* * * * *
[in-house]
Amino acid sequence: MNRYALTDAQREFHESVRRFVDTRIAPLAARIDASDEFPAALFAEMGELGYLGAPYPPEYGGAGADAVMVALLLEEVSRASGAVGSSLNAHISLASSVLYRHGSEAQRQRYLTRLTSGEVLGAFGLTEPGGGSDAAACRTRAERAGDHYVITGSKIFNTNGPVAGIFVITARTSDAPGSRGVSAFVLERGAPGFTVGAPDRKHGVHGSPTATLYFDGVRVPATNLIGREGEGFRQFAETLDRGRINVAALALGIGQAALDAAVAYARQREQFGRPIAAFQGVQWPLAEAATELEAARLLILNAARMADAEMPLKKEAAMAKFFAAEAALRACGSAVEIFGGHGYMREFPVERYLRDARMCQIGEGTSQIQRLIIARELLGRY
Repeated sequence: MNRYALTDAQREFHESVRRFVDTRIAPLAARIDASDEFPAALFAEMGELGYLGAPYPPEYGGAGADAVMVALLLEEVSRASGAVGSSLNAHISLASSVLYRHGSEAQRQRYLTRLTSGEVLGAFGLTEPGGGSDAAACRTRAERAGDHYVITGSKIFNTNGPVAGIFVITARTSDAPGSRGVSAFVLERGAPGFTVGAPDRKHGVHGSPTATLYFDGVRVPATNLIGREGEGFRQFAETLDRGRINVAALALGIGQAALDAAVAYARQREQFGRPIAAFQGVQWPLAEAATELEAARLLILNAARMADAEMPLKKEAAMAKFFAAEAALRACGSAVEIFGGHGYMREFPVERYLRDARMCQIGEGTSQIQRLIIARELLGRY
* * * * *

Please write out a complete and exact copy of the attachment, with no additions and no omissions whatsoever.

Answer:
[in-house]
Amino acid sequence: MNRYALTDAQREFHESVRRFVDTRIAPLAARIDASDEFPAALFAEMGELGYLGAPYPPEYGGAGADAVMVALLLEEVSRASGAVGSSLNAHISLASSVLYRHGSEAQRQRYLTRLTSGEVLGAFGLTEPGGGSDAAACRTRAERAGDHYVITGSKIFNTNGPVAGIFVITARTSDAPGSRGVSAFVLERGAPGFTVGAPDRKHGVHGSPTATLYFDGVRVPATNLIGREGEGFRQFAETLDRGRINVAALALGIGQAALDAAVAYARQREQFGRPIAAFQGVQWPLAEAATELEAARLLILNAARMADAEMPLKKEAAMAKFFAAEAALRACGSAVEIFGGHGYMREFPVERYLRDARMCQIGEGTSQIQRLIIARELLGRY
Repeated sequence: MNRYALTDAQREFHESVRRFVDTRIAPLAARIDASDEFPAALFAEMGELGYLGAPYPPEYGGAGADAVMVALLLEEVSRASGAVGSSLNAHISLASSVLYRHGSEAQRQRYLTRLTSGEVLGAFGLTEPGGGSDAAACRTRAERAGDHYVITGSKIFNTNGPVAGIFVITARTSDAPGSRGVSAFVLERGAPGFTVGAPDRKHGVHGSPTATLYFDGVRVPATNLIGREGEGFRQFAETLDRGRINVAALALGIGQAALDAAVAYARQREQFGRPIAAFQGVQWPLAEAATELEAARLLILNAARMADAEMPLKKEAAMAKFFAAEAALRACGSAVEIFGGHGYMREFPVERYLRDARMCQIGEGTSQIQRLIIARELLGRY